I faced the screen and painted a dream
In rhythm with a mourning crowd
Three of us, like wedding guests,
Hell-bent on mind-moving moments
Demanded that our walk to viral freedom
Be justified, be glorified
My paint dripped in rainbow colours
And for a minute there I thought it
Was Madiba’s hand I shook, but when
I heard the crowd: Ubuntu! Obama!
I set the imprisoned fingers free,
Surprised at my self in the Cuban eyes.
Obama at Mandela's memorial service
Martha Landman writes in tropical North Queensland, Australia.
Thursday, 12 December 2013
Wednesday, 11 December 2013
The benevolent heart
of a global health policy director-
embellished with a sacred soul too,
seems to be quite blissful
in saying to telephone,
‘’it is time to retire the phrase-Aids in Africa’’,
as a troop of warriors of sixteen countries
in sub-Saharan Africa,
declared a war against the curse- AIDS,
tarnished its fatal power
and compelled it to sneak behind
keeping lower the numbers of new HIV infections
than the new patients of AIDS in the same year.
Quite enthusiastic is the report,
the medical world gets a cool bath
in the heavenly shower of hope
and describes it with a luminous smile as,
‘’Beginning of the end of AIDS’’.
Thankful are the countries like
Ghana, Malawi and Zambia
to the active efforts of the governments,
grateful to the international donors and
hopeful to the civil society leaders-
fighting together against the dreadful foe-AIDS.
Alas! Shade always follows light
as some unfortunate countries like
Cameroon, Nigeria and Togo-still lag far behind
in fighting against the curse
as circumscribed they are by a black girdle
of lack of political will, adequate fund ,
hygienic delivery system and
sympathy for the marginalised population-
cursed mercilessly by the horrible AIDS.
Let’s feel the caution that reverberates In the air
as pronounced by the policy director,
‘’Beginning of the end of AIDS’’ is
‘’Not a foregone conclusion’’,
an ocean of blood and sweat
is yet to be spent to purchase
a new world---free of dirty curse of Devil- AIDS.
New Report- Time to Stop Saying AIDS in Africa
Pijush Kanti Deb
Tuesday, 10 December 2013
Like his mother before her
Their cameras flash at the sapphire ring
Like his mother before her
The media moulds her into a living thing
A thing with its grey hairs magnified
A thing when the wind exposes its thighs
A thing that comforts the public mind
with displays of sadness and all things kind
You'll find them for sale on the newsagents shelf
Where images of others things generate wealth
The pages flick to bodies in common,
fully dressed, semi dressed and top shelf un-dressed
They all look down upon her crown,
Pouting and crotch-less
Cheaper than the price of any duchess
Kept in line by each shot and caption
...'Another Marilyn moment' in action
A bullied blond falls drugged from the sky
Her skirt is lifted by the authorial eye
Between tiara, knicker-line and page 3 heads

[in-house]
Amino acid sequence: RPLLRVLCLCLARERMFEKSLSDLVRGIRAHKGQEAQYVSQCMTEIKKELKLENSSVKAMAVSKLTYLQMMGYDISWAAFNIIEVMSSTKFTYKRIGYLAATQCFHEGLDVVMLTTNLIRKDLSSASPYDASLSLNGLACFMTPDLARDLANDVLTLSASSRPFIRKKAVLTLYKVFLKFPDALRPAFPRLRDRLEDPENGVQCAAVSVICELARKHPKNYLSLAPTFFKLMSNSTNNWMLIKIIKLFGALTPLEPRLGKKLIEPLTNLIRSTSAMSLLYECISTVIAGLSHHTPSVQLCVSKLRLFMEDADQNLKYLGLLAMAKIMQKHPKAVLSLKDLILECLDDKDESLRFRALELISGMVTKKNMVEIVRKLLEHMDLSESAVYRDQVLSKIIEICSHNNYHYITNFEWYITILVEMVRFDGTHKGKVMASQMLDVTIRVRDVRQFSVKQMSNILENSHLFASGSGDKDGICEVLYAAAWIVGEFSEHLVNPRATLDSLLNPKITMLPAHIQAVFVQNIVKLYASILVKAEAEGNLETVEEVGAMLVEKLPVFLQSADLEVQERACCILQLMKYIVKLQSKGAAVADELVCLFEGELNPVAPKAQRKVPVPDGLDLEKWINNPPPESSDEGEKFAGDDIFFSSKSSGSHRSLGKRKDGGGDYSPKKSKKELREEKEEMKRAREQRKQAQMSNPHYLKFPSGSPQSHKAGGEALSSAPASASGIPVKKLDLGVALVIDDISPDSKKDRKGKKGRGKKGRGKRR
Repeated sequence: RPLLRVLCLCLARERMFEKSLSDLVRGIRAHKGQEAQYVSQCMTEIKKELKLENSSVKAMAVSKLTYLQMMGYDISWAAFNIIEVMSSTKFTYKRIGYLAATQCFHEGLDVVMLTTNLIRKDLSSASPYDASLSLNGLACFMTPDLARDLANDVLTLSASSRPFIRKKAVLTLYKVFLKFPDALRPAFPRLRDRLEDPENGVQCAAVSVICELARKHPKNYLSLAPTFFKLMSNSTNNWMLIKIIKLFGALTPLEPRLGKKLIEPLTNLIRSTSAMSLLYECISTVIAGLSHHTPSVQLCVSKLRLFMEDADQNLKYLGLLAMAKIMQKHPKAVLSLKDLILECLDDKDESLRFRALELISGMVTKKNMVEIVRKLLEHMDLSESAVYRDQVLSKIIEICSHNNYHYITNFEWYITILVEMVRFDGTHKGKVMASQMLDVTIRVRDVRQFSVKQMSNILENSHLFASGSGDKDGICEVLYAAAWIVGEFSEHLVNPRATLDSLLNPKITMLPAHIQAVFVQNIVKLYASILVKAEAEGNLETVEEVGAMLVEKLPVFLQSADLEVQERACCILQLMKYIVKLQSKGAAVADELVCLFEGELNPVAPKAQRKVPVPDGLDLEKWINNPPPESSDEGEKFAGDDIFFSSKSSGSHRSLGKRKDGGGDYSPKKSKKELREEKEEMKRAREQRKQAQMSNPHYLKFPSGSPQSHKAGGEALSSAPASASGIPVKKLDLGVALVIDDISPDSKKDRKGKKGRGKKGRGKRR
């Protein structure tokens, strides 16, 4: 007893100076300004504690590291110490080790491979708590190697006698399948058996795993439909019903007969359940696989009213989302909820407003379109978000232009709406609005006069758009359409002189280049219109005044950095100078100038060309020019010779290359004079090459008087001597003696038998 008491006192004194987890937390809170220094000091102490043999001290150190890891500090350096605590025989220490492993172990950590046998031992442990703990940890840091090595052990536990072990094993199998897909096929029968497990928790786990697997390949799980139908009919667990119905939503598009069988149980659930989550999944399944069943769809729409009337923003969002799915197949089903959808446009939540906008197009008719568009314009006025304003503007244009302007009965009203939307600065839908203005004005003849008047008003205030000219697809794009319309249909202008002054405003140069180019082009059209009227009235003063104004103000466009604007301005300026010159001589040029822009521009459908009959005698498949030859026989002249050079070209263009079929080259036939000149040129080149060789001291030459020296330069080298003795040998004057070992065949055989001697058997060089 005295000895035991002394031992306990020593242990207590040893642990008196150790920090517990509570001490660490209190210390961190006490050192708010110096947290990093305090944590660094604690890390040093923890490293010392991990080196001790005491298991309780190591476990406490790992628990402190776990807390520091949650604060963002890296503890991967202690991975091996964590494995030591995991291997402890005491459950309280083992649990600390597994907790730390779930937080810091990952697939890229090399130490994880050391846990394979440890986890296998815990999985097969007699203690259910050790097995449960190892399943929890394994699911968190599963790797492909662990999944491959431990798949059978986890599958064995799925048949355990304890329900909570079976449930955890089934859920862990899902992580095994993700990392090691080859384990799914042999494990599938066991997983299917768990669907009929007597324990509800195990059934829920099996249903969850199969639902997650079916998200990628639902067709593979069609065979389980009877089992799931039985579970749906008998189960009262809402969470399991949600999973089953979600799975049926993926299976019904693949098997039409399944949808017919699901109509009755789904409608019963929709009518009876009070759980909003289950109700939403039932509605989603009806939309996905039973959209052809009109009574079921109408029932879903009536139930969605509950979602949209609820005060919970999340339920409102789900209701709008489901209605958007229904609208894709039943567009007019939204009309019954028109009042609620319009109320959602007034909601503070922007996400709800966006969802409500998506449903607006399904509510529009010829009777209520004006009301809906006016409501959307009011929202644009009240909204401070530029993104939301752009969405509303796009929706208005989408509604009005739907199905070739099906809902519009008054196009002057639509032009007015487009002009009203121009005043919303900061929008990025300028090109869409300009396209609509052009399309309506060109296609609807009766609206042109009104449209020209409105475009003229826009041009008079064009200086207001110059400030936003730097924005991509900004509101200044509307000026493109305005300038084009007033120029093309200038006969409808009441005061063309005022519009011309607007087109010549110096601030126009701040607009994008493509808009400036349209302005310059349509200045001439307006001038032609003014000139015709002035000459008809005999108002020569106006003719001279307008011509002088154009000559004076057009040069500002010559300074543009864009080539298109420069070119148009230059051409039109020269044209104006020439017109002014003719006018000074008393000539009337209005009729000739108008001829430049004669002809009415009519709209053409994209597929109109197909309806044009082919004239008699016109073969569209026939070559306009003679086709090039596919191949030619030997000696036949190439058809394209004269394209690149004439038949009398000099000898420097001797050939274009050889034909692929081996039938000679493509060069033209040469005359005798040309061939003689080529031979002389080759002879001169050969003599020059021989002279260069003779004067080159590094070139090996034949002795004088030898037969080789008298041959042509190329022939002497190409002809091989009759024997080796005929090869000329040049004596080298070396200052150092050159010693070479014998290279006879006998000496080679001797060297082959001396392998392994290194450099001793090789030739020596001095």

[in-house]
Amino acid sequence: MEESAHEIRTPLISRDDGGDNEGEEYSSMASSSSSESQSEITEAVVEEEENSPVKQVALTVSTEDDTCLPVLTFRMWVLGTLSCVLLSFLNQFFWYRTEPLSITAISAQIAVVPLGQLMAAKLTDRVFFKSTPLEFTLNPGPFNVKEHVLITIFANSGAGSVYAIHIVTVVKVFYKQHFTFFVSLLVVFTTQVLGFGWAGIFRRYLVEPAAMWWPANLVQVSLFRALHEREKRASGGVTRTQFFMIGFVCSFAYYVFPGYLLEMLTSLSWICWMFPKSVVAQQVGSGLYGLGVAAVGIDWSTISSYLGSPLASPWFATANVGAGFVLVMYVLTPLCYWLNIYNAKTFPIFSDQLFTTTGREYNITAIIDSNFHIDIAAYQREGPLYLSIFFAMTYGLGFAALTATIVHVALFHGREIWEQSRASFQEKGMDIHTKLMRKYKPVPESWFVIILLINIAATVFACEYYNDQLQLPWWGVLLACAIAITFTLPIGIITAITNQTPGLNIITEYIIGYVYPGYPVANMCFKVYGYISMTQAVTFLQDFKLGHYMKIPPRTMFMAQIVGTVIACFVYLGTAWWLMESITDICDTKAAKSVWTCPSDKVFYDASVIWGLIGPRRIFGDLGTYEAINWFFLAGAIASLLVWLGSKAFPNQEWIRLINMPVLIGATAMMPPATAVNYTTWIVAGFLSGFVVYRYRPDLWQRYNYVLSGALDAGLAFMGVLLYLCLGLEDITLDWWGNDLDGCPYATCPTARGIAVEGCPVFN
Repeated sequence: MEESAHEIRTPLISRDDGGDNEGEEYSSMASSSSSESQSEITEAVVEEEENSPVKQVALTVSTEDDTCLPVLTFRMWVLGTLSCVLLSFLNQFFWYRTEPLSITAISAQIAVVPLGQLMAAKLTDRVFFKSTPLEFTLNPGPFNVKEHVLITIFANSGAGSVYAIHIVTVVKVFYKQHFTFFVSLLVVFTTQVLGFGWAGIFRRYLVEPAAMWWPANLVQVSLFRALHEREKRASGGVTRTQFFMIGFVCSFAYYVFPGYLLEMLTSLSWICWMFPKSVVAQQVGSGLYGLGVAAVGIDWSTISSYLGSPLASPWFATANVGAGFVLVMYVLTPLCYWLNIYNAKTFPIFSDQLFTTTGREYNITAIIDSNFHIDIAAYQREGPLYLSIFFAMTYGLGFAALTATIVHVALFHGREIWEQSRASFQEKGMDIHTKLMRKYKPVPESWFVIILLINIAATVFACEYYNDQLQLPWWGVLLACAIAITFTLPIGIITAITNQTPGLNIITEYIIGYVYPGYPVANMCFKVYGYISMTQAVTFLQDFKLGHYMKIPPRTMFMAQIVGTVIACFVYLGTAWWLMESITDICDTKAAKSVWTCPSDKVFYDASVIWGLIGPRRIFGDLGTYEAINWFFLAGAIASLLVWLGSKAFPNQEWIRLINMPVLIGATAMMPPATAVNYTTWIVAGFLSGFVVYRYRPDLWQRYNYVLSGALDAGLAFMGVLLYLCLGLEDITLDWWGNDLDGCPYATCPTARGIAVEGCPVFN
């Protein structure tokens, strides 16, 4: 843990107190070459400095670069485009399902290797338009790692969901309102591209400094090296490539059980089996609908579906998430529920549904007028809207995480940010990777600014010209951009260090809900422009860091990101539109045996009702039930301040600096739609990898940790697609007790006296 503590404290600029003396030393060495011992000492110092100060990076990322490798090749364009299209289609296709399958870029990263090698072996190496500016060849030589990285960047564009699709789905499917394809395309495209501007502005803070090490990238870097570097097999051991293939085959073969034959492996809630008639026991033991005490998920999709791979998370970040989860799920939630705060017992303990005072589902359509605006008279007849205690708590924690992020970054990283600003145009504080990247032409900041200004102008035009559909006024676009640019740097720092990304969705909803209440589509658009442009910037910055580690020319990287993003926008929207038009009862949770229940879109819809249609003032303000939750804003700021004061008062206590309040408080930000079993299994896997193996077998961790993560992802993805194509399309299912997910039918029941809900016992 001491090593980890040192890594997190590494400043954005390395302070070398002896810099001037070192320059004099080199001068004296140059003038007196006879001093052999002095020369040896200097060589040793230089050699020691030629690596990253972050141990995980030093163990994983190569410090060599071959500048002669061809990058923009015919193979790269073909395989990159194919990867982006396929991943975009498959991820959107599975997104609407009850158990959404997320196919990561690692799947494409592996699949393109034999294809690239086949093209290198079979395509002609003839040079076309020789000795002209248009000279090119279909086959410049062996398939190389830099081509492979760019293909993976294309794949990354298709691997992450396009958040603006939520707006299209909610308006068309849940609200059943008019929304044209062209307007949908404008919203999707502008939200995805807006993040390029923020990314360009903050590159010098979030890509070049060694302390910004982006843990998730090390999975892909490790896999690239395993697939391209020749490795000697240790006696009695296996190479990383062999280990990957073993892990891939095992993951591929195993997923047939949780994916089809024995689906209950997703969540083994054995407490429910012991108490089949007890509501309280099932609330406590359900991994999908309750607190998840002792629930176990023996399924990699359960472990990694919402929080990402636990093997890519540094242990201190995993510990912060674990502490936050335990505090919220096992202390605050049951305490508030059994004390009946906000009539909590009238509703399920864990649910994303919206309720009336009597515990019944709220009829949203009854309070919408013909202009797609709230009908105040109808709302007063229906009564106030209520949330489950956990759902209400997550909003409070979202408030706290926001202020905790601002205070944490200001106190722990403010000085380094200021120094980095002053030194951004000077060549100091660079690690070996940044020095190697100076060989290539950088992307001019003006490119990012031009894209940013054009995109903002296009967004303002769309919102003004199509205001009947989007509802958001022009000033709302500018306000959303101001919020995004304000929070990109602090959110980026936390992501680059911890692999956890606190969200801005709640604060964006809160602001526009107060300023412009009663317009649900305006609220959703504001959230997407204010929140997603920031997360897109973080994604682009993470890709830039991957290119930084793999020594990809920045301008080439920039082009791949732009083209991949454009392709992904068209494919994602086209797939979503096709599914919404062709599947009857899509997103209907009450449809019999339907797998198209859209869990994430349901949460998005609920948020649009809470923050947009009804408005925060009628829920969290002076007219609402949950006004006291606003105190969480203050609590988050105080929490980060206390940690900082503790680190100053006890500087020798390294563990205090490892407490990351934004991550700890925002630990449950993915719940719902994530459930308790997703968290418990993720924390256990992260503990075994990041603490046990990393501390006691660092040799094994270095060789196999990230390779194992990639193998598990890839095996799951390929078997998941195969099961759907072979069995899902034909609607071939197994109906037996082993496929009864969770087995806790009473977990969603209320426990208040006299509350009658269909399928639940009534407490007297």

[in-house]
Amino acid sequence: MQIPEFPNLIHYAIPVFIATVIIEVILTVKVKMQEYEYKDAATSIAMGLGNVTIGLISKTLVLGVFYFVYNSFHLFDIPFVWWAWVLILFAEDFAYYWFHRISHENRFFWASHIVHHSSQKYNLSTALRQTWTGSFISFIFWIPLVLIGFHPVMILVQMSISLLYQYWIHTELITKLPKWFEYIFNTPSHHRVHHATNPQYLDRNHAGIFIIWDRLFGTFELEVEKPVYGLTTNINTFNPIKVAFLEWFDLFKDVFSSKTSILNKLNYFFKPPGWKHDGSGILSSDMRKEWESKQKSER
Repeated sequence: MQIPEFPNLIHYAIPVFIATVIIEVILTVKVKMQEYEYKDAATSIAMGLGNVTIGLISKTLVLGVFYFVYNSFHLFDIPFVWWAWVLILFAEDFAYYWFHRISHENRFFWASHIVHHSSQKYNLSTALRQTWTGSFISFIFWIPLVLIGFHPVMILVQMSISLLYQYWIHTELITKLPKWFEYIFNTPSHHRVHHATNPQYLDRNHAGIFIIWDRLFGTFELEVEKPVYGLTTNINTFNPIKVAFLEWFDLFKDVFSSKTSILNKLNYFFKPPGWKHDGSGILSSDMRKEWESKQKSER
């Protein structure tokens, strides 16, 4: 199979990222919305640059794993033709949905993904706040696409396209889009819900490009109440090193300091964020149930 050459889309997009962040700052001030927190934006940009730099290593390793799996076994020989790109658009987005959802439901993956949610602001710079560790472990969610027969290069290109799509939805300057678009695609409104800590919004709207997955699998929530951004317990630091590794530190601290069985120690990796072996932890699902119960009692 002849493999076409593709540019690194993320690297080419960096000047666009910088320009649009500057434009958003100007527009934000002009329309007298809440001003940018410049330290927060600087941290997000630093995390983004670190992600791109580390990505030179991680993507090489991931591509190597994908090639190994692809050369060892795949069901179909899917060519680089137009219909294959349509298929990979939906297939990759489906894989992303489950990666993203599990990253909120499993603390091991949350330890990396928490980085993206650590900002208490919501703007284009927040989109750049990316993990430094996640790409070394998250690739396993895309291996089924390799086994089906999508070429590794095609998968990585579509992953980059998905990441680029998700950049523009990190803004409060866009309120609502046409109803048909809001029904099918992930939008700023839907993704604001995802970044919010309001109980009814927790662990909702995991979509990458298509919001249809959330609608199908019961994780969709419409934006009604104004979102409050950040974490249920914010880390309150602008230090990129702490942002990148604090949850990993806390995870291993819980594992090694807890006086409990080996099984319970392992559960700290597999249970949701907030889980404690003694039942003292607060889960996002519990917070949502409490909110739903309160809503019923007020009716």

Women as commodities make a good spread,
Stuck between the whore and Madonna we stand
Whilst the profiteers rub their grubby hands.
Bryn Hyfrd juggles poetry, children and work, attempting to keep most of the balls in the air most of the time.Waveattheworld.blogspot.com
Monday, 9 December 2013
Pope Francis is preaching Marxism?
Does that make him a Commie?
And aren't Commies bad?
My oh my!
Doesn't Francis preach the spirit of Jesus?
Could Jesus have been a Commie?
Dear oh dear!
That would make Jesus bad—
But wait! Who said it?
A very rich man.
Who lives in a very rich house.
Who is paid very many millions each year
to speak what's in his mind.
And what's in his mind?
Pope is preaching 'pure Marxism'
Darrell Petska retired recently after more than 30 years as an editor at the University of Wisconsin-Madison. His poetry appears in a variety of online and print publications.
Sunday, 8 December 2013
Monday, confusingly enough, stated with David Mellor's poem "It's Black Friday" which is a cry against the sort of aggressive consumerism that engulfs people from time to time. David gives a message in the poem that is eloquently summed up by this extract.
And that one day
You are “passionate”
Tuesday's poem was "end of the bird shooting season" by Philip Johnson which centred on the announcement that Amazon made that it will soon have drones delivering books. I may be wrong but I think Philip welcomes this addition to target richness. Amazon appears to be trying to prove the saying of sales flying out the door.
Laura Taylor provided Wednesday's poem "McGarrigle's Glasgow" which is a wonderful memorial of a poet killed in the helicopter crash in Glasgow. It has some great imagery in it for example
"in the midst of McGarrigle’s Glasgow -
the artists and players, singers and sculptors,
poets and prophets and pipers and drummers
remember the heat of your heart;"
Abi contributed Thursdays poem Knit One, Slip One, Pass the Slipped Stitch Over about Casey Jenkins who is probably not going to be appearing on the Knitting Channel any time soon. "Boring the bloody pants off the rest of us" is very nice word play.
Friday's poem "A Lost Generation" by Mari Maxwell would be one of the more confronting poems I have read on Poetry24 but with absolutely every right to be like that. The incident it describes is extremely shocking. Mari manages to retell horrifc events without pulling punches and yet we don't feel so revolted that we blot it out. It's very well written. The comments for the poem will repay your reading of them too.
Have a good week, may the news muse visit and convince you to send in the results.